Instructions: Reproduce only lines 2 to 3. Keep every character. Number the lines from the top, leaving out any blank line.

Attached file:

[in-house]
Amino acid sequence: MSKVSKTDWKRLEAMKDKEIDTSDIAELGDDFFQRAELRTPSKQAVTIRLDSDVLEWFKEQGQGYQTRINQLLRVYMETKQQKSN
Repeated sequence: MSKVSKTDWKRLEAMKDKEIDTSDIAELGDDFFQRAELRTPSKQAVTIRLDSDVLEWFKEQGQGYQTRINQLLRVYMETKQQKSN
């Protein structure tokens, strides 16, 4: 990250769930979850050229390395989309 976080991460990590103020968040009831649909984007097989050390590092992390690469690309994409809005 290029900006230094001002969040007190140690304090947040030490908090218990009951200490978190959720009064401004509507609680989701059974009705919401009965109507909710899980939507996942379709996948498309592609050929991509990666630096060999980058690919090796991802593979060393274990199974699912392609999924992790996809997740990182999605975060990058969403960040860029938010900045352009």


Amino acid sequence: MSKVSKTDWKRLEAMKDKEIDTSDIAELGDDFFQRAELRTPSKQAVTIRLDSDVLEWFKEQGQGYQTRINQLLRVYMETKQQKSN
Repeated sequence: MSKVSKTDWKRLEAMKDKEIDTSDIAELGDDFFQRAELRTPSKQAVTIRLDSDVLEWFKEQGQGYQTRINQLLRVYMETKQQKSN